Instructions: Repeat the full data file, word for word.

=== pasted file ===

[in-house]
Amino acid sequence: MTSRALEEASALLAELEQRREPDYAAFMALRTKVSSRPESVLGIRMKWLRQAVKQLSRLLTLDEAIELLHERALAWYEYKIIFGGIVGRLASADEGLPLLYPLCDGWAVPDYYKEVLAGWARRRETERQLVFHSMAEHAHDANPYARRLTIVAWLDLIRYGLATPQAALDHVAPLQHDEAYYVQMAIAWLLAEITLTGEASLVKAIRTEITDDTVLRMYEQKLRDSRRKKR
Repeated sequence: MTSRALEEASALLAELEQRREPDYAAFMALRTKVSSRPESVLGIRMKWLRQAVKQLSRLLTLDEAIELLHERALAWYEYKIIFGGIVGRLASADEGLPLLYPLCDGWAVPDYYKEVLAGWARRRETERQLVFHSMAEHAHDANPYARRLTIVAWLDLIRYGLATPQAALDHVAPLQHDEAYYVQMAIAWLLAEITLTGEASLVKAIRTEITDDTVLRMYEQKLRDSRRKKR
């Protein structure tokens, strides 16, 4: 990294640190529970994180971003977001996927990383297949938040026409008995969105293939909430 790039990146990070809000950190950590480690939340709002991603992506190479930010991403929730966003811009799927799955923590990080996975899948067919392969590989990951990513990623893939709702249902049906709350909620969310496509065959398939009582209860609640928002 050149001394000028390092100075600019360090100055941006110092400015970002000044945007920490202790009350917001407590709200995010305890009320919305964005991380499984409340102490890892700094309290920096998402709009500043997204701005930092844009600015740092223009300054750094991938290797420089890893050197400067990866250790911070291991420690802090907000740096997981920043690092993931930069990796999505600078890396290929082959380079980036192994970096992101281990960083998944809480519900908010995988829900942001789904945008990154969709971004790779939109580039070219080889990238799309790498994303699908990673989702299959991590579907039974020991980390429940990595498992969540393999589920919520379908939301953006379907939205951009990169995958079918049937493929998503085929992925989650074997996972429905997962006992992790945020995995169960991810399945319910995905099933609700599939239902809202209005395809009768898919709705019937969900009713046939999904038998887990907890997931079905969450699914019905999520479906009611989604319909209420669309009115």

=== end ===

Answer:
[in-house]
Amino acid sequence: MTSRALEEASALLAELEQRREPDYAAFMALRTKVSSRPESVLGIRMKWLRQAVKQLSRLLTLDEAIELLHERALAWYEYKIIFGGIVGRLASADEGLPLLYPLCDGWAVPDYYKEVLAGWARRRETERQLVFHSMAEHAHDANPYARRLTIVAWLDLIRYGLATPQAALDHVAPLQHDEAYYVQMAIAWLLAEITLTGEASLVKAIRTEITDDTVLRMYEQKLRDSRRKKR
Repeated sequence: MTSRALEEASALLAELEQRREPDYAAFMALRTKVSSRPESVLGIRMKWLRQAVKQLSRLLTLDEAIELLHERALAWYEYKIIFGGIVGRLASADEGLPLLYPLCDGWAVPDYYKEVLAGWARRRETERQLVFHSMAEHAHDANPYARRLTIVAWLDLIRYGLATPQAALDHVAPLQHDEAYYVQMAIAWLLAEITLTGEASLVKAIRTEITDDTVLRMYEQKLRDSRRKKR
């Protein structure tokens, strides 16, 4: 990294640190529970994180971003977001996927990383297949938040026409008995969105293939909430 790039990146990070809000950190950590480690939340709002991603992506190479930010991403929730966003811009799927799955923590990080996975899948067919392969590989990951990513990623893939709702249902049906709350909620969310496509065959398939009582209860609640928002 050149001394000028390092100075600019360090100055941006110092400015970002000044945007920490202790009350917001407590709200995010305890009320919305964005991380499984409340102490890892700094309290920096998402709009500043997204701005930092844009600015740092223009300054750094991938290797420089890893050197400067990866250790911070291991420690802090907000740096997981920043690092993931930069990796999505600078890396290929082959380079980036192994970096992101281990960083998944809480519900908010995988829900942001789904945008990154969709971004790779939109580039070219080889990238799309790498994303699908990673989702299959991590579907039974020991980390429940990595498992969540393999589920919520379908939301953006379907939205951009990169995958079918049937493929998503085929992925989650074997996972429905997962006992992790945020995995169960991810399945319910995905099933609700599939239902809202209005395809009768898919709705019937969900009713046939999904038998887990907890997931079905969450699914019905999520479906009611989604319909209420669309009115």